Last week, the Northern District of Ohio addressed whether food recipes are eligible for copyright protection in light of the above legal framework.  See Tomaydo-Tomahhdo LLC et al. v. George Vozary et al., no. 1:14-cv-00469, at 1–3 (N.D. Ohio Feb. 28, 2014).  In Tomaydo-Tomahhdo, a restaurant group sued a competitor for allegedly infringing the restaurant group’s copyrights in a recipe book entitled “Tomaydo Tomahhdo Recipe Book.” Id.  The group demonstrated that it owns a U.S. copyright registration covering the recipe book (U.S. Copyright Reg. No. TXU 001885766) and alleged that the competitor had infringed the copyrights by using certain recipes without permission.  Id.

In response, the competitor moved for summary judgment, arguing that the group’s copyright only covered the layout and other artistic embodiments contained in the book—not the recipes themselves.  Tomaydo-Tomahhdo, at 3, 5.  The restaurant group argued that the competitor had infringed by creating derivative works—menus, offerings, recipes, and presentations of food that were virtually identical to the elements of their copyrighted recipe book.  Id.at 5–6.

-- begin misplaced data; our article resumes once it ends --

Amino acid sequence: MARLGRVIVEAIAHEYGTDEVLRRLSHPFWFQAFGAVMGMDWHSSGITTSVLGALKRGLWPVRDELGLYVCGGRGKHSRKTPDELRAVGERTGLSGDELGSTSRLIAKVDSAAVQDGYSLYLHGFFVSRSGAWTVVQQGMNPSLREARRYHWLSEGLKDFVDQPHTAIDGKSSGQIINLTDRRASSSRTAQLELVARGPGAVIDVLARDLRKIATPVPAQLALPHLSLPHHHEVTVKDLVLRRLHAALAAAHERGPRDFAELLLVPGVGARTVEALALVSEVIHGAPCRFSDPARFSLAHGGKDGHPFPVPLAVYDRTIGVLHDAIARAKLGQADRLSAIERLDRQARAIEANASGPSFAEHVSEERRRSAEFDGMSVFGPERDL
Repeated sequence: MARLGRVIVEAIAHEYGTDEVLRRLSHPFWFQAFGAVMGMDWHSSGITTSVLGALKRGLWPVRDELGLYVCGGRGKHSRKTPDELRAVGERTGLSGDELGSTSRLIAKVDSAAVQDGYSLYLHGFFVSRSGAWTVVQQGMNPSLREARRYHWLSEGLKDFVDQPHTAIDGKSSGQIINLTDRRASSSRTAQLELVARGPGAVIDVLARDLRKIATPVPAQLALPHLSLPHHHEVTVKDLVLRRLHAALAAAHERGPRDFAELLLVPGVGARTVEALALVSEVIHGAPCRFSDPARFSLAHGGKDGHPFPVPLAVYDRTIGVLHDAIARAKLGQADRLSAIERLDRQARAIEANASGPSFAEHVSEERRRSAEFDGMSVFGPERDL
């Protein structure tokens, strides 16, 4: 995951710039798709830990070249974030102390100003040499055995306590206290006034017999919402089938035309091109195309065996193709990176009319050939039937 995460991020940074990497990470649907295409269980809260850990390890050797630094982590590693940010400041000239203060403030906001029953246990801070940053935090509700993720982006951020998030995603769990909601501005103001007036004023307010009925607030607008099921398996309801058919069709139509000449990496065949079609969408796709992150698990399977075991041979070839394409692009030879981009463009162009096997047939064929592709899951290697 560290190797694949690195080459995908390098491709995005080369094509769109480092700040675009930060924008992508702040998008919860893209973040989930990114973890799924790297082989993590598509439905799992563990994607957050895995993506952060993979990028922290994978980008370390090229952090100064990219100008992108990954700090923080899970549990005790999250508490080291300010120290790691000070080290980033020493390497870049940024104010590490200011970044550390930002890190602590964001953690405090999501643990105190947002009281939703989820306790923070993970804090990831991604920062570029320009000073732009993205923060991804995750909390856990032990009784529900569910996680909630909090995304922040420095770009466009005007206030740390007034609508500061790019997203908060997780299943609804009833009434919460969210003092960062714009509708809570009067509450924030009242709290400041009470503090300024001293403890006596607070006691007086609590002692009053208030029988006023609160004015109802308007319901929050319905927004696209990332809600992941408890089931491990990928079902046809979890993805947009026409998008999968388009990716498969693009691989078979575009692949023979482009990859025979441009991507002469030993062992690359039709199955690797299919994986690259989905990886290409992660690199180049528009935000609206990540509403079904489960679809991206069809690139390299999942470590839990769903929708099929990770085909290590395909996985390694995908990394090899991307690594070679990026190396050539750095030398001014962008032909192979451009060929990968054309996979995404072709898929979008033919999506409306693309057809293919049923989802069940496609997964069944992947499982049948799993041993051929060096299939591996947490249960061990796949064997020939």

The court rejected the copyright owner’s arguments and ultimately granted summary judgment in favor of the competitor.  Id. at 6–7.  In doing so, the court explained that “[t]he identification of ingredients necessary for the preparation of food is a statement of facts.  There is no expressive element deserving copyright protection in each listing.”  Id.  The court further concluded that “recipes are functional directions for achieving a result and are excluded from copyright protection under 17 U.S.C. § 102(b)” and confirmed that any available copyright protection would only extend to creative manner in which the recipes were presented.  Id.

Other courts, too, have refused to acknowledge purported copyright protection covering recipes.  See, e.g., Harrell v. St. John, 792 F.Supp.2d 933, 942–44. (S.D. Miss. 2011) (finding recipes not eligible for copyright protection where they lacked any literary expression and were “nothing more than a list of ingredients with very basic assembly or preparation instructions.”); Publications Intern., Ltd. V. Meredith Corp., 88 F.3d 473, 478 –82 (7th Cir. 1996) (finding recipes in a copyrighted recipe book excluded from copyright protection under 17 U.S.C. § 102(b)); Lambing v. Godiva Chocolatier, 142 F.3d 434, at *1 (6th Cir. 1998) (unpublished) (“[R]ecipes are functional directions for achieving a result and are excluded from copyright protection under 17 U.S.C § 102(b).”); Sassafras Enterprises, Inc. v. Roshco, Inc., 889 F.Supp. 343, 347 (N.D. Ill. 1995) (concluding recipes are ineligible for copyright protection because they “dictate themselves and flow from the characteristics and intended use of the product, not form the imagination of any independent author.”).